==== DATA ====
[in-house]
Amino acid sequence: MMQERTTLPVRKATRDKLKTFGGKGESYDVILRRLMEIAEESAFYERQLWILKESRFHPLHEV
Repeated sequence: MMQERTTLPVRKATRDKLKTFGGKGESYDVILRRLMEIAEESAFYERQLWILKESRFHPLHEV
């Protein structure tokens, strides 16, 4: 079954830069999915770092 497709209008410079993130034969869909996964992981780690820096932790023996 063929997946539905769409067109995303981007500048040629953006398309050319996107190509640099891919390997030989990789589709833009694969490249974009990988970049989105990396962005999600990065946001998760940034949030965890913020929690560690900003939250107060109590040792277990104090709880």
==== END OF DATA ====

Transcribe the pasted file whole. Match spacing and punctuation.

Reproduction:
[in-house]
Amino acid sequence: MMQERTTLPVRKATRDKLKTFGGKGESYDVILRRLMEIAEESAFYERQLWILKESRFHPLHEV
Repeated sequence: MMQERTTLPVRKATRDKLKTFGGKGESYDVILRRLMEIAEESAFYERQLWILKESRFHPLHEV
């Protein structure tokens, strides 16, 4: 079954830069999915770092 497709209008410079993130034969869909996964992981780690820096932790023996 063929997946539905769409067109995303981007500048040629953006398309050319996107190509640099891919390997030989990789589709833009694969490249974009990988970049989105990396962005999600990065946001998760940034949030965890913020929690560690900003939250107060109590040792277990104090709880």